Prior to borrowing this book from the Westerville Public Library, most of the wine-related books I had heretofore seen were of the cookbook variety. This was the first book that I was coming across with the vintners’ biography coupled with business strategy.
“The wine business is a people business, one in which we sell a luxury product based on a reputation built slowly and through personal experience” Chapter 19. Delivering a New Way
“In the end, wine is part product and part happening. That makes it different from any business we know.” Chapter 10. More than a Wine Factory
These quotes describe the crux of this book. The authors (Craig and Kathryn Hall) take us through the craft of creating the above-mentioned personal experience using a combination of art, agriculture, architecture, process chemistry and marketing. As such, the by-line “The Art, Soul and Business of a 21st Century Winery” was apt.
The book begins with Craig and Kathryn’s personal background and their meeting, before delving into their efforts in creating the soul of their wine business: building a tasting room and wine caves (with rocks from Austria) and collecting and installing memorable art pieces. Here we also learn about how well-connected the authors are as Kathryn used to be U.S. Ambassador to Austria.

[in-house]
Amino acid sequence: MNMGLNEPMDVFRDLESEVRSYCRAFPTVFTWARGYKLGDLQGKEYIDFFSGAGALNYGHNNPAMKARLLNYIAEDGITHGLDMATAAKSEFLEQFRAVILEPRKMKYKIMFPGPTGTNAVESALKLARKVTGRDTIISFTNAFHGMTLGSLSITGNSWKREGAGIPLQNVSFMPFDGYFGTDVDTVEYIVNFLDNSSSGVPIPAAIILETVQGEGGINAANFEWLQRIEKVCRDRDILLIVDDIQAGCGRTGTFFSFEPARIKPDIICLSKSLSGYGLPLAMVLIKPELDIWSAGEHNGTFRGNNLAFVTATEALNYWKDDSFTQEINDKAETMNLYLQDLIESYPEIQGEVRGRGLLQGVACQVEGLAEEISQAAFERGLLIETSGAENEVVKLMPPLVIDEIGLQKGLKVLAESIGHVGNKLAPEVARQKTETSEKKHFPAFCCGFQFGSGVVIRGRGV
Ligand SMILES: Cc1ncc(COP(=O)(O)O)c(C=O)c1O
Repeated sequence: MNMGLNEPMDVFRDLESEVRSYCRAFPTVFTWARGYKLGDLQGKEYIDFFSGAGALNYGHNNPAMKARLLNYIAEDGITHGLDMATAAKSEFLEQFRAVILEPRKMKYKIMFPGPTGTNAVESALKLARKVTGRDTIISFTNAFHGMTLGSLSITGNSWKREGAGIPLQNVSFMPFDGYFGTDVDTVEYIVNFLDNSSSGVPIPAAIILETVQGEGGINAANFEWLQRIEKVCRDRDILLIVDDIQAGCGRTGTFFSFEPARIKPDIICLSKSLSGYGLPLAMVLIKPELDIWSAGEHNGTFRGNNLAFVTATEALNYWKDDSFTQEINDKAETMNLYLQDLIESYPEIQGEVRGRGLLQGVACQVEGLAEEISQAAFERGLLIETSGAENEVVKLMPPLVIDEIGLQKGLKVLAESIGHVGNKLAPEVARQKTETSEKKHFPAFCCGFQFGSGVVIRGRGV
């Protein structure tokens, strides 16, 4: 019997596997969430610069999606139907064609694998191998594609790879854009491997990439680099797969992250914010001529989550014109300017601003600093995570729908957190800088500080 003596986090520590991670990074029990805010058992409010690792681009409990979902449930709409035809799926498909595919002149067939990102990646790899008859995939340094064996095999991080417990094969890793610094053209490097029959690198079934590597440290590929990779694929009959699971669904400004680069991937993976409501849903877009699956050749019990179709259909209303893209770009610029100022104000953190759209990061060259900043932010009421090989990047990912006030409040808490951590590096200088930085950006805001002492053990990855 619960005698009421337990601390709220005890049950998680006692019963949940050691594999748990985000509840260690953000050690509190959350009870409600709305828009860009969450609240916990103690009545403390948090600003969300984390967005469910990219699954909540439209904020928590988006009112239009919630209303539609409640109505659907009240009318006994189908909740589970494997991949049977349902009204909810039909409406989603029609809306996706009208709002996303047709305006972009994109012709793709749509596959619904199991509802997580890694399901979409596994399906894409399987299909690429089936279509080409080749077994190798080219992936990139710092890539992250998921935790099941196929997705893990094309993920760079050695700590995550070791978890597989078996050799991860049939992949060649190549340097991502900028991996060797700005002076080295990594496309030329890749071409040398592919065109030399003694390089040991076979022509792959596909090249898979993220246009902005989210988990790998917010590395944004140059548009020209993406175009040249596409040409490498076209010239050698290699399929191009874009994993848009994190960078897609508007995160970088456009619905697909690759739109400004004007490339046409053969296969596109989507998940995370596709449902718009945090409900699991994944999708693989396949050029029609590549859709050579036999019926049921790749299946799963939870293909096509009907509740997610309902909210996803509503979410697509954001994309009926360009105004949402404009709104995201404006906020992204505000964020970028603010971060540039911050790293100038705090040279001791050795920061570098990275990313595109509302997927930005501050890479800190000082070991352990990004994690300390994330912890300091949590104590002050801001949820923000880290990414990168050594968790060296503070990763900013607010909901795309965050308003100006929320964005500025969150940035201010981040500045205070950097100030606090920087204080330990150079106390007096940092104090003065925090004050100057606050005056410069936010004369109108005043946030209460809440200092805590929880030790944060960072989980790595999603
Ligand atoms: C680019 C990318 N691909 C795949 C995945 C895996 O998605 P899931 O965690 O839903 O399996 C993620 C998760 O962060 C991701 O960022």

In the latter parts of the book, the authors introduce the reader to the art, science and business of vinting such as wine characteristics – appearance, aroma/bouquet, taste, texture, finish and overall impression; a tank walk – examining and testing the fermentation tanks for vinting progress; sales tactics – pricing by-the-glass versus wholesale and online marketing as well as bottling techniques – using high shoulders (Bordeaux) versus sloped shoulders (Burgundy). The authors also provide the story behind their obtaining a perfect 100 (hence the title) on one of their vintage bottles of wine.
Overall, this a good book for an introduction to the wine-making experience for those thinking about wine-making at scale. The authors take the readers on an intimate experience of the Napa Valley and the process from soil to bottle with everything in between. Their passion for the business and the people they interact with: customers and employees comes through clearly in the book.
The writing was disruptive in certain sections because the chapters were sprinkled with long first-person perspectives from the authors. Although these personal stories were insightful, they tended to interrupt the flow of the chapter. These stories could have been better positioned by being woven into the fabric of the chapter’s storyline.